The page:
Although Midsummer in Finland, or Juhannus as it is known in Finnish, does share some qualities with its Nordic neighbours. The Finnish ‘nightless’ nights provide an unforgettable backdrop to the summery festival, and nature in Finland is at its lushest bloom around that time.
Most people are familiar with the concept of Midsummer, the celebration of summer solstice that is observed around the world, however Finnish Midsummer carries its own magic and memorable traditions. And not a maypole in sight!
In this post we will share some of the magical elements of Finnish Midsummer to give you a little insight into one of Finland’s most popular festivals and how you could recreate some of the fun yourself.
Midsummer in Finland is celebrated on the Saturday between the 20th and 26th of June. Midsummer used to be a celebration of Ukko, the ancient Finnish god of weather and harvest, to ensure a robust harvest season.
Today the celebrations and very short night-time hours means that parties are an essential part of the holiday! Since the beginning of the tradition, it was believed that the louder the celebrations were, the further evil spirits would stay, and the drunker the people, the better the harvest. Different spells and magic were considered a pivotal part of Midsummer early on, and some remain popular to this day.
Where do you go for Midsummer?
Finns will leave their towns and cities and retreat to their summer cottages. More than half a million summer cottages exist in Finland (bear in mind that there are only 5.5 million Finns) so getting into nature to enjoy the magical bright evenings in the forest or a midnight (skinny) dip in the lake is a must.
Families spend the festival enjoying saunas, games and special summer dishes at their cabins; it’s the perfect start the longer summer holidays ahead.
So what are Finnish Midsummer traditions?
One of the oldest traditions of Finnish Midsummer is juhannustaika, magic rituals. It is believed that Midsummer to be a particularly potent one, and most of the rituals performed on Midsummer are centered around the idea of finding the perfect partner.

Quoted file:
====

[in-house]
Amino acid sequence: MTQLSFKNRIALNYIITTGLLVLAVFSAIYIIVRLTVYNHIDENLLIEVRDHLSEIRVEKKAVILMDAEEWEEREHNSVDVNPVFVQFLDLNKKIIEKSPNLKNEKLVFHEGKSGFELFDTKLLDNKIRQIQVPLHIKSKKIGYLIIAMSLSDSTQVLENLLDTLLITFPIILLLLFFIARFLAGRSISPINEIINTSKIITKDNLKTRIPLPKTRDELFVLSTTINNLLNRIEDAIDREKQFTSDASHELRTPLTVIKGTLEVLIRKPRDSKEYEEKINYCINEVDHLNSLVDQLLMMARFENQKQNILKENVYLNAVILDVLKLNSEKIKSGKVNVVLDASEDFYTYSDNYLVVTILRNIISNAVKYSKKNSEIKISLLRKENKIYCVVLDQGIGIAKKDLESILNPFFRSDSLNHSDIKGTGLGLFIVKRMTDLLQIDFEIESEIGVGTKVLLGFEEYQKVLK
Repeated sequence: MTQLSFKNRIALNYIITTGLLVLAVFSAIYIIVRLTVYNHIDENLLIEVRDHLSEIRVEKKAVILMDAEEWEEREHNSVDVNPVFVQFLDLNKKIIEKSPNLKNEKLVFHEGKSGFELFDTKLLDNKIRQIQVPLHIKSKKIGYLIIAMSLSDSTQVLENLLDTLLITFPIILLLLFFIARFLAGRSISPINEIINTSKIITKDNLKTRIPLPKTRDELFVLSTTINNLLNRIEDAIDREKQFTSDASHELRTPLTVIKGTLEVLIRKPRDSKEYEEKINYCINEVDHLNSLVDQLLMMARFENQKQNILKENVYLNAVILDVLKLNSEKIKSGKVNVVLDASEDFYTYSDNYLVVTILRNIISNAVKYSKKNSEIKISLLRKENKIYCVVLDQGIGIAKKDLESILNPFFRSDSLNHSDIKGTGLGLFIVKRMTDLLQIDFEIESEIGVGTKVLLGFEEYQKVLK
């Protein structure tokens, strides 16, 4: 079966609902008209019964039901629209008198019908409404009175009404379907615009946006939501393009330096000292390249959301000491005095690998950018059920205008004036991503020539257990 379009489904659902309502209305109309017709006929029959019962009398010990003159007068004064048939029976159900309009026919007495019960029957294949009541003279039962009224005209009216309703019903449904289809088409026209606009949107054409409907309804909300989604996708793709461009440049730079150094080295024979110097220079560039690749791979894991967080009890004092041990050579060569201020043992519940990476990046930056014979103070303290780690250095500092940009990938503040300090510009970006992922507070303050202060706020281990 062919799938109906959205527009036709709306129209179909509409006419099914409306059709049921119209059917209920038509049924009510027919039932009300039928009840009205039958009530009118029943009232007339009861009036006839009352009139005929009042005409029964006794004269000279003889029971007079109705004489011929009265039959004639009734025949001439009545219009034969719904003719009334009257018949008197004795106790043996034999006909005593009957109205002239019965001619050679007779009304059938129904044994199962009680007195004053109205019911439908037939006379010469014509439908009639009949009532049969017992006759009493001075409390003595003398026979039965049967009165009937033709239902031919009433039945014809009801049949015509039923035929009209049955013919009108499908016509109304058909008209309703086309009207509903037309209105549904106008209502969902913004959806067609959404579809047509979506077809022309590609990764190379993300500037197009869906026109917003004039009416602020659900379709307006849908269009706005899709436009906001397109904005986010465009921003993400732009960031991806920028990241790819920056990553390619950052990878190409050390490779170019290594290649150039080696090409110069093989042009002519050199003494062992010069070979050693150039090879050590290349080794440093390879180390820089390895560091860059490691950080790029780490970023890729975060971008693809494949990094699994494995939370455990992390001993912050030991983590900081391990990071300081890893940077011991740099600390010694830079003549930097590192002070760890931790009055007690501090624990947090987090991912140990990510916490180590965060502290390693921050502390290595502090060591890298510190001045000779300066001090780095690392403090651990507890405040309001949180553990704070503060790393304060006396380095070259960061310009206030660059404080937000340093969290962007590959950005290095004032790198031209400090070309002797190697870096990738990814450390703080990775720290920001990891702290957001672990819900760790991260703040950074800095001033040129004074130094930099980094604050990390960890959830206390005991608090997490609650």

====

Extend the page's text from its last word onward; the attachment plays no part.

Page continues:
To do this a young woman would pick seven different wildflowers from a field and place them under their pillow to see the face of their chosen one in their dreams.
In another, the girl or woman (boys feel free too) peeks into a well at midnight whilst naked, to see the face of their suitor in the reflection. Green fern is believed to only bloom that night, so if you have any at hand you can expect to be lucky in love.
The bonfire is perhaps the most iconic image of the Finnish Midsummer celebration. When the night finally begins to set late in the Midsummer evening, Finns light a bonfire by the water or on the water (carried by a raft). The bonfire tradition was originally born as an attempt to keep evil spirits at bay.
What would a Finnish celebration be without a sauna? Juhannussauna, the Midsummer sauna, traditionally took place during the day so the bathers would be refreshed for the special nightless Midsummer night and ready to perform magic rituals.
Today, Finns heat up the sauna at any time during the Midsummer weekend. A traditional vihta, made from birch branches and used to beating one’s own back with, is an important part of the Midsummer sauna experience.
Juhannuskoivu, the Midsummer birch, is both a decoration and a belief. Birch tree branches were traditionally cut down and hung on the sides of the front door on Midsummer to keep spirits away and bring fertility and good health to the house.
Today, branches are simply hung and laid on doorsteps to decorate the house with the tree that represents Finnish nature and Midsummer best.
Flowers play an important part in Midsummer in Finland, from the spells cast with freshly picked wildflowers to the crowns adorning the heads of both children and adults. Like many Finnish Midsummer traditions, the flower crown was originally believed to attract love and good fortune.
The person making the crown was supposed to keep completely quiet during the process and lay the crown by their pillow to ensure they would see the face of their true love in their dreams.
Today, most Finns make and wear the crowns for a much simpler reason: they’re pretty and fun to make.
Celebrating the Finnish Midsummer
Whilst we may not have access to a well or a sauna by a lake, there are some really fun ideas here that you can try wherever you live.
Midsummer in Finland is filled with magic, nature, and good spirit. It represents unwinding, spending time with family and friends, and celebrating the beginning of summer. We think we should all take a little inspiration from this festival… be careful with those bonfires though!